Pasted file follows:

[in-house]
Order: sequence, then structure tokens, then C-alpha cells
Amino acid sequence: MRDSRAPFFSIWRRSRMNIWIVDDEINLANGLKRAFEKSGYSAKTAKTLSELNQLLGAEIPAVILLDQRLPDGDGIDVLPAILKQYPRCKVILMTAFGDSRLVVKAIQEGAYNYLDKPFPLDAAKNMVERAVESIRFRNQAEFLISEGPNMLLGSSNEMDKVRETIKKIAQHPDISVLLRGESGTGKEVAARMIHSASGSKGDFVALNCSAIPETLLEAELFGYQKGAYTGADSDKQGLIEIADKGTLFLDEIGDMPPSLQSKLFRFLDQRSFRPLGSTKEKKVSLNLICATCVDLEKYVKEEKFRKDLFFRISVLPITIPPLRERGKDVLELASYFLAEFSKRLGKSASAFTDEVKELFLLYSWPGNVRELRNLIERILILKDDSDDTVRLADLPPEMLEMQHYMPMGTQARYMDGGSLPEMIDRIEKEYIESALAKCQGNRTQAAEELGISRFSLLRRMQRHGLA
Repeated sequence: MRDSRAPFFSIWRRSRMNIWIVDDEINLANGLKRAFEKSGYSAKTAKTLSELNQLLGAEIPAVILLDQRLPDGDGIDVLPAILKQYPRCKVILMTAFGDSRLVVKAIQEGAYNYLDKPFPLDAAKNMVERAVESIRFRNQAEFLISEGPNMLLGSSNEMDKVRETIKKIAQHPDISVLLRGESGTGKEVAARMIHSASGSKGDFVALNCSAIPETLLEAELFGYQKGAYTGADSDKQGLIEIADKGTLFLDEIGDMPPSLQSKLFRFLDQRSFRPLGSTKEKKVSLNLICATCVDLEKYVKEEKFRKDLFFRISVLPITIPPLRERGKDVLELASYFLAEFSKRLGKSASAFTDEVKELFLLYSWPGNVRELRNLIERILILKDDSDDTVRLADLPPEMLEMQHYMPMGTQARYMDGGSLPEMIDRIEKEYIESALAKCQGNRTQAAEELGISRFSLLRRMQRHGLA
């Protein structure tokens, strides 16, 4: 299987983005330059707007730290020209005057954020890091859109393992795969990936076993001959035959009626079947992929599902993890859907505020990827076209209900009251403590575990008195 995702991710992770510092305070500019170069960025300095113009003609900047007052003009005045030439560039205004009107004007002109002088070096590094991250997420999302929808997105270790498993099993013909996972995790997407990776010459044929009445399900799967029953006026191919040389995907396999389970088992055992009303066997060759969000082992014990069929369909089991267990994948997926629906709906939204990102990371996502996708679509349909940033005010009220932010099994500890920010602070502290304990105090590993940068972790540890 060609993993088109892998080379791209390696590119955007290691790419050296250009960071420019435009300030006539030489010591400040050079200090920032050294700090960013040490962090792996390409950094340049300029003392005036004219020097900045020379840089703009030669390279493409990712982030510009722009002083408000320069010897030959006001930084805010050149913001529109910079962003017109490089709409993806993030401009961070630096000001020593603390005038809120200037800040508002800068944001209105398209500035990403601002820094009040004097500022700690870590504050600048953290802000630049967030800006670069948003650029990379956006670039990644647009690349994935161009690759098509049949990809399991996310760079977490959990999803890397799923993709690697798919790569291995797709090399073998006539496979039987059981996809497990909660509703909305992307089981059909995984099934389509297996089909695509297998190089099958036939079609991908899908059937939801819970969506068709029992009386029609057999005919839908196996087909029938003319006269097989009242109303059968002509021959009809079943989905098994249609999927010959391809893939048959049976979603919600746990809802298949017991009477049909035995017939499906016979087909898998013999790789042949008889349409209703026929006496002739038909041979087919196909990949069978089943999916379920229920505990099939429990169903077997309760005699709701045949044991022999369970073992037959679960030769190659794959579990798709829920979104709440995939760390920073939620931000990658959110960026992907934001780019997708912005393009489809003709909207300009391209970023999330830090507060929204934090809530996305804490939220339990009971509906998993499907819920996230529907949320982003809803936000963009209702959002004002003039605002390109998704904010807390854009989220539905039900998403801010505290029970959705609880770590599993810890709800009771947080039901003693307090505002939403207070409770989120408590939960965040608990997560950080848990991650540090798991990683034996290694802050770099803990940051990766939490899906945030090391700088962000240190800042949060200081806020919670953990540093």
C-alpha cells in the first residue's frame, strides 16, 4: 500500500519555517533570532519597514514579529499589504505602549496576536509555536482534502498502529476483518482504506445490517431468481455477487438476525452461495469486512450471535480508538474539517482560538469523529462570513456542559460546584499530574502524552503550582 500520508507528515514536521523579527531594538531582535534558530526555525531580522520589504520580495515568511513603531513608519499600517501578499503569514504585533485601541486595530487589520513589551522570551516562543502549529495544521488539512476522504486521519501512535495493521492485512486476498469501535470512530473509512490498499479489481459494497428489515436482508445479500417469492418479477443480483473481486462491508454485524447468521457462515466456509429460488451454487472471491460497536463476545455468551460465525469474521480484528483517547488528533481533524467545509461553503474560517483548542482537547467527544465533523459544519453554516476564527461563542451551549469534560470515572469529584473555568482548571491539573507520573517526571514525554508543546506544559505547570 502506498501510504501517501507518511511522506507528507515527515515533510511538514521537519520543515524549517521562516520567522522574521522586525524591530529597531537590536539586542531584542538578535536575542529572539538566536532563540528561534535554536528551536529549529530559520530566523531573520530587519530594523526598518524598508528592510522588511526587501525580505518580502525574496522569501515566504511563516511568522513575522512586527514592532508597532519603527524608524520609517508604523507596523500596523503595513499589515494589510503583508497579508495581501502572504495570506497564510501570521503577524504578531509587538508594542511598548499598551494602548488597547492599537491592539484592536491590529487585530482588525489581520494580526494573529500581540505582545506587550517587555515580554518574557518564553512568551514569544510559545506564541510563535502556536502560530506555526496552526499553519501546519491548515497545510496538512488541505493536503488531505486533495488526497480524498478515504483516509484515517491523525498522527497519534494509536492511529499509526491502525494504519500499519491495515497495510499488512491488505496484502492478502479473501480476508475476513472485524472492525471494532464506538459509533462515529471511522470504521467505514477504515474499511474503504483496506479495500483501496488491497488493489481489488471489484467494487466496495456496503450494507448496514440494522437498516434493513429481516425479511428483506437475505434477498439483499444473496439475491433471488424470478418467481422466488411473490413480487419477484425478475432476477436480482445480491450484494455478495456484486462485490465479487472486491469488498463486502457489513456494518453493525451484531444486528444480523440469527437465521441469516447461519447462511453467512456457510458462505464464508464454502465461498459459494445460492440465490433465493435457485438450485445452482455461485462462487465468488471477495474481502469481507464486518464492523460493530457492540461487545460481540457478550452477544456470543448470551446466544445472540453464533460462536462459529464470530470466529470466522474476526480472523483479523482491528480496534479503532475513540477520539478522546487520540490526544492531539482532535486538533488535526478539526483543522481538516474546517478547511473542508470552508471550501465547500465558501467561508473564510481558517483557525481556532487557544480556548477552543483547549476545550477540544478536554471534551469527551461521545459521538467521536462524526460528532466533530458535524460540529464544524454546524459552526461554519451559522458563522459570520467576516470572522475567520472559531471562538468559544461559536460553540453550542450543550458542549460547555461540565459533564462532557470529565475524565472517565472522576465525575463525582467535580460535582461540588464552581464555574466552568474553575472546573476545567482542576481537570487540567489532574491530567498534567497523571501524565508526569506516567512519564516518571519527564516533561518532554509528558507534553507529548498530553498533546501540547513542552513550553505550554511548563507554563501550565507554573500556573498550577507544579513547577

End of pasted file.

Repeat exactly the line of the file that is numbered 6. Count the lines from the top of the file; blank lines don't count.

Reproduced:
C-alpha cells in the first residue's frame, strides 16, 4: 500500500519555517533570532519597514514579529499589504505602549496576536509555536482534502498502529476483518482504506445490517431468481455477487438476525452461495469486512450471535480508538474539517482560538469523529462570513456542559460546584499530574502524552503550582 500520508507528515514536521523579527531594538531582535534558530526555525531580522520589504520580495515568511513603531513608519499600517501578499503569514504585533485601541486595530487589520513589551522570551516562543502549529495544521488539512476522504486521519501512535495493521492485512486476498469501535470512530473509512490498499479489481459494497428489515436482508445479500417469492418479477443480483473481486462491508454485524447468521457462515466456509429460488451454487472471491460497536463476545455468551460465525469474521480484528483517547488528533481533524467545509461553503474560517483548542482537547467527544465533523459544519453554516476564527461563542451551549469534560470515572469529584473555568482548571491539573507520573517526571514525554508543546506544559505547570 502506498501510504501517501507518511511522506507528507515527515515533510511538514521537519520543515524549517521562516520567522522574521522586525524591530529597531537590536539586542531584542538578535536575542529572539538566536532563540528561534535554536528551536529549529530559520530566523531573520530587519530594523526598518524598508528592510522588511526587501525580505518580502525574496522569501515566504511563516511568522513575522512586527514592532508597532519603527524608524520609517508604523507596523500596523503595513499589515494589510503583508497579508495581501502572504495570506497564510501570521503577524504578531509587538508594542511598548499598551494602548488597547492599537491592539484592536491590529487585530482588525489581520494580526494573529500581540505582545506587550517587555515580554518574557518564553512568551514569544510559545506564541510563535502556536502560530506555526496552526499553519501546519491548515497545510496538512488541505493536503488531505486533495488526497480524498478515504483516509484515517491523525498522527497519534494509536492511529499509526491502525494504519500499519491495515497495510499488512491488505496484502492478502479473501480476508475476513472485524472492525471494532464506538459509533462515529471511522470504521467505514477504515474499511474503504483496506479495500483501496488491497488493489481489488471489484467494487466496495456496503450494507448496514440494522437498516434493513429481516425479511428483506437475505434477498439483499444473496439475491433471488424470478418467481422466488411473490413480487419477484425478475432476477436480482445480491450484494455478495456484486462485490465479487472486491469488498463486502457489513456494518453493525451484531444486528444480523440469527437465521441469516447461519447462511453467512456457510458462505464464508464454502465461498459459494445460492440465490433465493435457485438450485445452482455461485462462487465468488471477495474481502469481507464486518464492523460493530457492540461487545460481540457478550452477544456470543448470551446466544445472540453464533460462536462459529464470530470466529470466522474476526480472523483479523482491528480496534479503532475513540477520539478522546487520540490526544492531539482532535486538533488535526478539526483543522481538516474546517478547511473542508470552508471550501465547500465558501467561508473564510481558517483557525481556532487557544480556548477552543483547549476545550477540544478536554471534551469527551461521545459521538467521536462524526460528532466533530458535524460540529464544524454546524459552526461554519451559522458563522459570520467576516470572522475567520472559531471562538468559544461559536460553540453550542450543550458542549460547555461540565459533564462532557470529565475524565472517565472522576465525575463525582467535580460535582461540588464552581464555574466552568474553575472546573476545567482542576481537570487540567489532574491530567498534567497523571501524565508526569506516567512519564516518571519527564516533561518532554509528558507534553507529548498530553498533546501540547513542552513550553505550554511548563507554563501550565507554573500556573498550577507544579513547577